Top Ten Mississippi Gaming Stories of 2017

It is that time of the year when we take a look back and review the top stories of 2017 concerning the Mississippi gaming industry.

  1. Want to Take Any Bets? With the United States Supreme Court considering New Jersey’s appeal regarding the Professional and Amateur Sports Protection Act, the Mississippi Gaming Commission considers preparations for legal sports books in Mississippi. If the Supreme Court rules in New Jersey’s favor, sports betting could become the top story for Mississippi gaming in 2018.
  2. Is This Real Life or Is This Just Fantasy? In its 2017 session, the Mississippi Legislature approved a bill that legalized Daily Fantasy Sports. While this development in itself was interesting, the most important aspect of the bill was buried deep inside—a slight amendment to the Mississippi Gaming Control Act to revise a provision that the Mississippi Supreme Court ruled long ago would prohibit sports betting at Mississippi casinos. See No. 1 above.
  3. And the Powerball Number Is… In 2017, the Mississippi Legislature authorized a commission to study the pros and cons of a potential lottery in Mississippi. The commission’s report did not recommend for or against a lottery for the Magnolia State, but with tighter state budgets, the lottery issue is not going away anytime soon.
  4. Silver Anniversary. On August 1, 1992, the Isle of Capri opened in Biloxi the first legal Mississippi casino. The industry celebrated its 25th anniversary this year at the Southern Gaming Summit with a panel presentation by the early pioneers of gaming in the state—Lyle Berman of Grand Casinos, Tim Hinkley of Isle of Capri, Jack Binion of Horseshoe, and State Senator Tommy Gollott.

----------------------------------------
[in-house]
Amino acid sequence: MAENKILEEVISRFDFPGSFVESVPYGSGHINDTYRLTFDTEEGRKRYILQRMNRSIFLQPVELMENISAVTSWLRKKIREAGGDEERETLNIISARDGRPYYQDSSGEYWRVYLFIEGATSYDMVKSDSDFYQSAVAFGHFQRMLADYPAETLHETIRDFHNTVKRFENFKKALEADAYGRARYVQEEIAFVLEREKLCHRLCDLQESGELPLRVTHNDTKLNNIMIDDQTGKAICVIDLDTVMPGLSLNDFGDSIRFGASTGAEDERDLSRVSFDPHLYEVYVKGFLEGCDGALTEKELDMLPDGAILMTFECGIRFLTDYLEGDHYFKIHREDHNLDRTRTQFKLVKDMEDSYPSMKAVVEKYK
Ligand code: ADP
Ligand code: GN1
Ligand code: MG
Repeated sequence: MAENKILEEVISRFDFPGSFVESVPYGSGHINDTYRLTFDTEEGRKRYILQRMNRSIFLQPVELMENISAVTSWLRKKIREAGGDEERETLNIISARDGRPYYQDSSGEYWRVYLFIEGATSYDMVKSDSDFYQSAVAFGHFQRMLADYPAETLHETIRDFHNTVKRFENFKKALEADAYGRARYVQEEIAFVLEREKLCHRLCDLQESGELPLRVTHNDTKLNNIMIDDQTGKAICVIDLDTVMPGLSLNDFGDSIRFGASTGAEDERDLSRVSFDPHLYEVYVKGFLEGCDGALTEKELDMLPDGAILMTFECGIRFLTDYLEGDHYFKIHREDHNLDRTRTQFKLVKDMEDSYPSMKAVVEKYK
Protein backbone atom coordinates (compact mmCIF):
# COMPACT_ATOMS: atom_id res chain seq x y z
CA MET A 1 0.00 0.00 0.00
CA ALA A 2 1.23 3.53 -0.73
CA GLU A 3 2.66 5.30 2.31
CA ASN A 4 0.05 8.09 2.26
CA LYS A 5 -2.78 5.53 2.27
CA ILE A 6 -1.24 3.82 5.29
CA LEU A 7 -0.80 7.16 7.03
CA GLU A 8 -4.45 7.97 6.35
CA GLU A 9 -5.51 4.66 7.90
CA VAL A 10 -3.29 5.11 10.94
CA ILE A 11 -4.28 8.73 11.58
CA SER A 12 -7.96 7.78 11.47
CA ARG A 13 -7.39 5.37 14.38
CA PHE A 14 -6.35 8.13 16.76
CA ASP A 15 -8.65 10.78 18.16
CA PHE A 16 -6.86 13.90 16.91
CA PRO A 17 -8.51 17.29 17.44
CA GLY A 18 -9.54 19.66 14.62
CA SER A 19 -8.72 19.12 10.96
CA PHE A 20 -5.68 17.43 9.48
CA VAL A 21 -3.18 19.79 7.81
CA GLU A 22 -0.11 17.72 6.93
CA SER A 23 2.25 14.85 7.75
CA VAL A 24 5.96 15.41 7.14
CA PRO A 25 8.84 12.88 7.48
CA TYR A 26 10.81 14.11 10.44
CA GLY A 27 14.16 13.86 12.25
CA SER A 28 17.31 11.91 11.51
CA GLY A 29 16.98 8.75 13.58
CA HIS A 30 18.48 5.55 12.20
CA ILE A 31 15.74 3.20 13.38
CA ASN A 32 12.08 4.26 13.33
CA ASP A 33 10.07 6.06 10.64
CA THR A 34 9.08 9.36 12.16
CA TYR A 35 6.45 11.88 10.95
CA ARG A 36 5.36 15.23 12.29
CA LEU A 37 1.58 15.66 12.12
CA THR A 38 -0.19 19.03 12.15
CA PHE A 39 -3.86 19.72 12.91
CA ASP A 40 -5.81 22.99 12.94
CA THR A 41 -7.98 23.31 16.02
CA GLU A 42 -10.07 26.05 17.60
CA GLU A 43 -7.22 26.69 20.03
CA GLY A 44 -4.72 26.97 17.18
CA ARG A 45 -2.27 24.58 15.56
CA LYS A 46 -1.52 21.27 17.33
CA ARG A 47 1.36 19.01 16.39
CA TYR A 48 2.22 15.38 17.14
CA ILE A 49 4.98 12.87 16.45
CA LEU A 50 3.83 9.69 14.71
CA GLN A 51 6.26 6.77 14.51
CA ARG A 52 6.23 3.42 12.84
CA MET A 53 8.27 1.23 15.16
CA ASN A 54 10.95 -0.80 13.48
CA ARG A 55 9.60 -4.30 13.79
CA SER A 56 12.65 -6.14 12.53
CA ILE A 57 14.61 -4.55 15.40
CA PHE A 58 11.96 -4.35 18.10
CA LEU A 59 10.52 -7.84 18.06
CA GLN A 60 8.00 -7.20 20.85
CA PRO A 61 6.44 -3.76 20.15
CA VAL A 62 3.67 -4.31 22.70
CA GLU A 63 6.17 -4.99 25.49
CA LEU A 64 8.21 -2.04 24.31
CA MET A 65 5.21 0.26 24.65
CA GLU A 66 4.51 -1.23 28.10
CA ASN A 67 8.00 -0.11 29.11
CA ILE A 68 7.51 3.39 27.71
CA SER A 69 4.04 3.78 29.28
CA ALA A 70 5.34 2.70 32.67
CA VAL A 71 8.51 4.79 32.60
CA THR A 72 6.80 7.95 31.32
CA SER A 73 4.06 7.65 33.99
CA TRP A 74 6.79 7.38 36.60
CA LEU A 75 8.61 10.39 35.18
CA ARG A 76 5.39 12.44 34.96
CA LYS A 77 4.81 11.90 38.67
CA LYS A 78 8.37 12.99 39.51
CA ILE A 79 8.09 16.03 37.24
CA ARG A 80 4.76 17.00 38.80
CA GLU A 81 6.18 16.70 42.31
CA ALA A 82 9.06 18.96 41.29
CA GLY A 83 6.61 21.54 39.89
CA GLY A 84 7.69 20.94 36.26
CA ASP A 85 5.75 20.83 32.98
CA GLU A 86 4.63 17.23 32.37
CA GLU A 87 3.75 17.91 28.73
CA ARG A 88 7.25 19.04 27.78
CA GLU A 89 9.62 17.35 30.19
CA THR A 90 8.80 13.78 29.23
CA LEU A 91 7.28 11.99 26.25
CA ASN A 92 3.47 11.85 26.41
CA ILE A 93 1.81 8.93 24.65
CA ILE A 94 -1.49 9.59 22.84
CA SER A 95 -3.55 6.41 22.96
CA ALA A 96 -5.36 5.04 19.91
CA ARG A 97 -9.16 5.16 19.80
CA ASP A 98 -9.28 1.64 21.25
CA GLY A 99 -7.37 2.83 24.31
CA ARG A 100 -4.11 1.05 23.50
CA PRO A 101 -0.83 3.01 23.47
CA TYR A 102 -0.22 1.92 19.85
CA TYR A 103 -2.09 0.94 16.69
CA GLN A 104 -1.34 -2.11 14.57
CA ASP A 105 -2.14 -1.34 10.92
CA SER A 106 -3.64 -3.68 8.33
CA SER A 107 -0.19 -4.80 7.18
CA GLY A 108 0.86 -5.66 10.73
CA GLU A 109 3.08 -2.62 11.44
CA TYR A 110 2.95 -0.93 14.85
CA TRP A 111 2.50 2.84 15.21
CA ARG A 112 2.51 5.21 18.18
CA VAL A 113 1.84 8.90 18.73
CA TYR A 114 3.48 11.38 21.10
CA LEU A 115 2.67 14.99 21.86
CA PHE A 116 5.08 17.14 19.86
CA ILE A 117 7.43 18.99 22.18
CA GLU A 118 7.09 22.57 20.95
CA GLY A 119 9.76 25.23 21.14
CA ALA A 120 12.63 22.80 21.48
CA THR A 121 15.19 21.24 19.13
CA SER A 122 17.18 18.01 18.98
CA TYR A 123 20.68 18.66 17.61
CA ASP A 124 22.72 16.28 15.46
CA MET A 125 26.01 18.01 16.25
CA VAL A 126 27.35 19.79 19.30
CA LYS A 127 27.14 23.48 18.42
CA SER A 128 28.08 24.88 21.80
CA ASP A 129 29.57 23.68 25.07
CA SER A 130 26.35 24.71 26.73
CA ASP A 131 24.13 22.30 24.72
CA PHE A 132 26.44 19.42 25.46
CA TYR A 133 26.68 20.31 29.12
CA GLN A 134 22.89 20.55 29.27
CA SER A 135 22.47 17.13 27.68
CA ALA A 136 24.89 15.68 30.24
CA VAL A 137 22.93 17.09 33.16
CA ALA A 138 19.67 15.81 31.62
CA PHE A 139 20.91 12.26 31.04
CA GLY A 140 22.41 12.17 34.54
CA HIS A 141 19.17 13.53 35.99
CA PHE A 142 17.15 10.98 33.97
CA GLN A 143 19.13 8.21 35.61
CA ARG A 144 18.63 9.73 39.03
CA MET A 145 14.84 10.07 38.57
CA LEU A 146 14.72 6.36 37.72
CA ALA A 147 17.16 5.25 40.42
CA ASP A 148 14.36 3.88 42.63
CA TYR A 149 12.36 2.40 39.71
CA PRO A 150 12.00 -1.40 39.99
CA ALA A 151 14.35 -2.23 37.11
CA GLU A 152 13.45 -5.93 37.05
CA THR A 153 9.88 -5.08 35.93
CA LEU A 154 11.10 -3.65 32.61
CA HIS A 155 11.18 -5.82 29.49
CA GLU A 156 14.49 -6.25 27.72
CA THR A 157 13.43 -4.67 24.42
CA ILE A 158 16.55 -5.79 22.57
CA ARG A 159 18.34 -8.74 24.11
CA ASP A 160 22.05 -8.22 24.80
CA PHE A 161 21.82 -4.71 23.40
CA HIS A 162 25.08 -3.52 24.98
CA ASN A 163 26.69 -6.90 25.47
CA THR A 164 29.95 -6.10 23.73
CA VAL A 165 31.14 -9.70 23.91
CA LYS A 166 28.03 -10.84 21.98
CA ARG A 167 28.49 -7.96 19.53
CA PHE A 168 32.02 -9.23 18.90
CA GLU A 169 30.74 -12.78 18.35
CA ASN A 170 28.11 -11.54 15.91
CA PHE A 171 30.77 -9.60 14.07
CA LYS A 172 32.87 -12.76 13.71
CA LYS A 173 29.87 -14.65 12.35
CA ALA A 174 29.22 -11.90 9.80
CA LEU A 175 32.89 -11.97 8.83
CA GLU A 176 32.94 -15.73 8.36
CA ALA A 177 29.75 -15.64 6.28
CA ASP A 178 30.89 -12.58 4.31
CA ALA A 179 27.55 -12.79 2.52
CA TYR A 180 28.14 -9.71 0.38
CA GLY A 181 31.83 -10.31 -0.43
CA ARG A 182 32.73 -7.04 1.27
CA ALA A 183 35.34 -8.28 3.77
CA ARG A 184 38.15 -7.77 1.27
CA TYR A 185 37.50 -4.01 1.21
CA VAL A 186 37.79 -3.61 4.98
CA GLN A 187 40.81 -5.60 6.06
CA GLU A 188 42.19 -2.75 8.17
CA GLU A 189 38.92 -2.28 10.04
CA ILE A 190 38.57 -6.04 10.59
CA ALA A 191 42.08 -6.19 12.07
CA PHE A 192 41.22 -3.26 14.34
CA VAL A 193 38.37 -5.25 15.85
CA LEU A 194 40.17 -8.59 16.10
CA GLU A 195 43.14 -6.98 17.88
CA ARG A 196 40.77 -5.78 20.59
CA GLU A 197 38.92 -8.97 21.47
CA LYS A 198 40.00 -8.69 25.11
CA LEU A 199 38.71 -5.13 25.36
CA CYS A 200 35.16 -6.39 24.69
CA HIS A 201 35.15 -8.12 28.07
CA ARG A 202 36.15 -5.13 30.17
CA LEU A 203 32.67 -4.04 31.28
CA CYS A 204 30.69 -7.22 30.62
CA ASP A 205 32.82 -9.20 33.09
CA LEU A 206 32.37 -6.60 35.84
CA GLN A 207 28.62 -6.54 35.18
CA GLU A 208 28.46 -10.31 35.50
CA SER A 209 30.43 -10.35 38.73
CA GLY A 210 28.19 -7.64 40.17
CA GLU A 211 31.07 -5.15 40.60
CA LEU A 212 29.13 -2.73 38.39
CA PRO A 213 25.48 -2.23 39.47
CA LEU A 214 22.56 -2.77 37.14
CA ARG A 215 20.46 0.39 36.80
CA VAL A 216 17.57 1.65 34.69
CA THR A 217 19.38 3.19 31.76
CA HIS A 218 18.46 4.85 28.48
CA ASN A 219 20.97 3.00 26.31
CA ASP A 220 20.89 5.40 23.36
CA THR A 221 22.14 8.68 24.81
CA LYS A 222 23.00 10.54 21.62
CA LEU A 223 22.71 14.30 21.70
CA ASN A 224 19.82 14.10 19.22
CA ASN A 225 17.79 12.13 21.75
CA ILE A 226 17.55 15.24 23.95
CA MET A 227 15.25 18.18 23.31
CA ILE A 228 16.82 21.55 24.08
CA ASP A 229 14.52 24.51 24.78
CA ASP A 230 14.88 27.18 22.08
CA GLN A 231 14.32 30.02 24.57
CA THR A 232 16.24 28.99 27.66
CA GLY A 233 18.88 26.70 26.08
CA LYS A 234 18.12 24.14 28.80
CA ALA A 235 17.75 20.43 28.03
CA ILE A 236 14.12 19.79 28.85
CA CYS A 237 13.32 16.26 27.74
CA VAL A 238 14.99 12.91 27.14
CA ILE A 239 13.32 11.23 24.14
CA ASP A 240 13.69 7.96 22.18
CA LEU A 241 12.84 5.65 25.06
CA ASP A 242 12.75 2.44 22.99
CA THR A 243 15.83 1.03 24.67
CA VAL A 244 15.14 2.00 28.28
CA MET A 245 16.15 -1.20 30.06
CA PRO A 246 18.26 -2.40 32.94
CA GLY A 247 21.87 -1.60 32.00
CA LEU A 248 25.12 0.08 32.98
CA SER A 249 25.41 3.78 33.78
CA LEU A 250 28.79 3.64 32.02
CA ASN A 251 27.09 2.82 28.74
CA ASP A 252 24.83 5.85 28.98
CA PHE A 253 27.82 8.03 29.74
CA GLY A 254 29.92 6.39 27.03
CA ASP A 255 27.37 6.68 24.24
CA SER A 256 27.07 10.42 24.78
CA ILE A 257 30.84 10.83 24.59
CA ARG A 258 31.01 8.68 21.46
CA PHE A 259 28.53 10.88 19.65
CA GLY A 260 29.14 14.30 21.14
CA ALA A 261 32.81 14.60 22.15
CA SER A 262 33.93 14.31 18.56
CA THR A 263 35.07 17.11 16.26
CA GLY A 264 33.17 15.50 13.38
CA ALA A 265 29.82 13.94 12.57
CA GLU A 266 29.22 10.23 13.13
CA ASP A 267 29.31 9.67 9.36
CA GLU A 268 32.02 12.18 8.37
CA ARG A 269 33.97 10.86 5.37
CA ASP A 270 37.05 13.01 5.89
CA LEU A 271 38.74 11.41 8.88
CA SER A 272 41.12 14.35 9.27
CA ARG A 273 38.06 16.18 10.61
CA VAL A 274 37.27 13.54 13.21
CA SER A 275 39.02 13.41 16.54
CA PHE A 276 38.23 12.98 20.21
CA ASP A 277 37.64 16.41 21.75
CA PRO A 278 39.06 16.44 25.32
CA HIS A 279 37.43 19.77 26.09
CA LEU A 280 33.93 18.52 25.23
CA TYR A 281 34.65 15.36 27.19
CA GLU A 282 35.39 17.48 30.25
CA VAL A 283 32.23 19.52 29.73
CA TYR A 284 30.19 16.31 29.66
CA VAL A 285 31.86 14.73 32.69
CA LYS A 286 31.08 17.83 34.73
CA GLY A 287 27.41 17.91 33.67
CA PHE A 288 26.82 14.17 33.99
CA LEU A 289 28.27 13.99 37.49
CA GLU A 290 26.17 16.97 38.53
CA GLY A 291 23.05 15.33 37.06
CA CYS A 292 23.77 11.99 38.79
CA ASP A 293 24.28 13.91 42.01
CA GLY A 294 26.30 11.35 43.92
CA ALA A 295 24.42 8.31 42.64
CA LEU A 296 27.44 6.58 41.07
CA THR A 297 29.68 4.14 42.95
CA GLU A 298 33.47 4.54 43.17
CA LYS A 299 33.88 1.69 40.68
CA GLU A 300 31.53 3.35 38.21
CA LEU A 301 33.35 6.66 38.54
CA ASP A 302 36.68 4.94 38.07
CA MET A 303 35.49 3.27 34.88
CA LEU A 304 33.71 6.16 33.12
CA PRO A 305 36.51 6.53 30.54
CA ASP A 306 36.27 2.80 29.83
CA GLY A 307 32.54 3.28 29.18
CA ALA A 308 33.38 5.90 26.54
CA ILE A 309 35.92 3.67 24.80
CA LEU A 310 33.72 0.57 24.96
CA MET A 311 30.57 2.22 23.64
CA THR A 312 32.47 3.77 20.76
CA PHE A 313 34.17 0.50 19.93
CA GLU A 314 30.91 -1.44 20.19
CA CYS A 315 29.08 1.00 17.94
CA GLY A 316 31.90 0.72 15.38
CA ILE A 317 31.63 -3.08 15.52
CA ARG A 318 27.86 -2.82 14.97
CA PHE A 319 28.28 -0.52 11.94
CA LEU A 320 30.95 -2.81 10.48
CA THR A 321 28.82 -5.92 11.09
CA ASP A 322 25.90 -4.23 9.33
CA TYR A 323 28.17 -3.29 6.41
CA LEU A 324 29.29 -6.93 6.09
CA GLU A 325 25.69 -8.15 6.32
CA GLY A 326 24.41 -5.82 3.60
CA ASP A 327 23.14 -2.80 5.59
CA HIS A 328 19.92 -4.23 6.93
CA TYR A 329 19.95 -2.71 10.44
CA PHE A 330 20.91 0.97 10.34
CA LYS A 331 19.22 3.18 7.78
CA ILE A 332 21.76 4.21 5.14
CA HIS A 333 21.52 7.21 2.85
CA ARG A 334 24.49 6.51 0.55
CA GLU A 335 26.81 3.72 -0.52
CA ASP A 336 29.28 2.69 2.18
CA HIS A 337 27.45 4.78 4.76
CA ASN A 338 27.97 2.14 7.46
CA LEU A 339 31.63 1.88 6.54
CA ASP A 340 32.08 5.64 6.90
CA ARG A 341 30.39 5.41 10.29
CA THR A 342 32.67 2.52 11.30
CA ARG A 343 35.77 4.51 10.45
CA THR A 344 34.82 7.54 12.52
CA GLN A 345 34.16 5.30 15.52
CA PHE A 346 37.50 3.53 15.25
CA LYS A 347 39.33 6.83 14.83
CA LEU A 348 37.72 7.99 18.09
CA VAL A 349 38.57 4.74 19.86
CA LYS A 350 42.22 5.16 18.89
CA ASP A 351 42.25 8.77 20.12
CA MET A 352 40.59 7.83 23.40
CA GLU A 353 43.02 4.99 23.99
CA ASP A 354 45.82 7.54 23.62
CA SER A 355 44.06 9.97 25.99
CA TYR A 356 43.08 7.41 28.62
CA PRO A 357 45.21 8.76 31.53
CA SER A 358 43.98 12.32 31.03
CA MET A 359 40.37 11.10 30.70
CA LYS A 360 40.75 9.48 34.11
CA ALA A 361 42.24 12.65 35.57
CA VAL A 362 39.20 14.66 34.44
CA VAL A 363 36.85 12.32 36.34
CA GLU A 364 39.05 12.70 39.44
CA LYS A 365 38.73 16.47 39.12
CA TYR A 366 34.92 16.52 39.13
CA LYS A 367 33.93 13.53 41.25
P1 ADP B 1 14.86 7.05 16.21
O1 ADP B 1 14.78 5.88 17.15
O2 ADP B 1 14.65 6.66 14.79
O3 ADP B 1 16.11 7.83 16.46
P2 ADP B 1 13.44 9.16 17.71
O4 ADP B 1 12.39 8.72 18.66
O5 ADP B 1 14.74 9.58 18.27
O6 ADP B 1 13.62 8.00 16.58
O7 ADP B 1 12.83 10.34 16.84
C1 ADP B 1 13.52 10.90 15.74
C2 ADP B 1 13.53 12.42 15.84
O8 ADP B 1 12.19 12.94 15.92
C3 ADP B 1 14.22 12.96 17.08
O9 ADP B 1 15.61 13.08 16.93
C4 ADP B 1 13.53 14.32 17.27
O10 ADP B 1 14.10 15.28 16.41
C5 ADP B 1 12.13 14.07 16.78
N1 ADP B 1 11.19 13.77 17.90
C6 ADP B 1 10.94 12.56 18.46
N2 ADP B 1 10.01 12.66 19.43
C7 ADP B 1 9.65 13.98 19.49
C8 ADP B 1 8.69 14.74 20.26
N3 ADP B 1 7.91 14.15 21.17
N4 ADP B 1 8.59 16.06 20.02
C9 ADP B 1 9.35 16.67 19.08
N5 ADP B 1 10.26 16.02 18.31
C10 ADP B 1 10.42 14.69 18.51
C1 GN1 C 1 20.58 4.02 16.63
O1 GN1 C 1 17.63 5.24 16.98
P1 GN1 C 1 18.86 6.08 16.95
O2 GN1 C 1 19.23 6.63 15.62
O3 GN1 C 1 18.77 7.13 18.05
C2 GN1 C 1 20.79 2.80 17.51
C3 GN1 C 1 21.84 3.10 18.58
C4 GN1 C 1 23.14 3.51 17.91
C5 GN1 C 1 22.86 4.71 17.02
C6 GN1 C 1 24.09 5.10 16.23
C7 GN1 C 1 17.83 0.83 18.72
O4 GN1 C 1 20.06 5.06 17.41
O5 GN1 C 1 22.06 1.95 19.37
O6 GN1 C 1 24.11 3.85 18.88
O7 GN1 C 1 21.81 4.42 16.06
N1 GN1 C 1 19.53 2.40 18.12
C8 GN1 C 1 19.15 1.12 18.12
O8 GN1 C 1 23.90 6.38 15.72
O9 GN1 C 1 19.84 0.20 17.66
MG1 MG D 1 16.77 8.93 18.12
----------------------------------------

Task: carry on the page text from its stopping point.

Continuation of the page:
5. Third Time’s the Charm? RW Development brought forward for a second and a third time its proposed gaming site in Biloxi, which had previously been denied by the Mississippi Gaming Commission. The second and third applications met with a similar fate, and the actions by the Commission are on appeal to the Mississippi courts. Similarly, Diamondhead Real Estate filed another application for approval of its previously denied site in Hancock County, which was also denied again by the Commission. This decision is also on appeal to the courts.
  6. Bigger is Better. Penn National Gaming became the operator of the greatest number of casinos in Mississippi (total of five properties) with its purchase of Resorts Tunica and Bally’s Tunica (renamed 1st Jackpot Casino) for $44 million.
  7. Under Construction. Island View Casino in Gulfport announced a huge expansion of its existing casino project onto property located south of Highway 90. The $75 million Beach Casino at Island View is scheduled to open in the summer of 2018.
  8. Upping the Ante. Penn National Gaming announced at the end of the year that it was acquiring Pinnacle Entertainment, which also owns Ameristar Casino in Vicksburg. Closing on this acquisition will mean that Penn would own six Mississippi casinos.
  9. Minnow Swallows the Whale. In 2017, Eldorado Resorts, Inc., a family owned Nevada company, dramatically increased the size of the company, acquiring Isle of Capri Casinos, Inc. and its casinos in Vicksburg and Lula, Mississippi.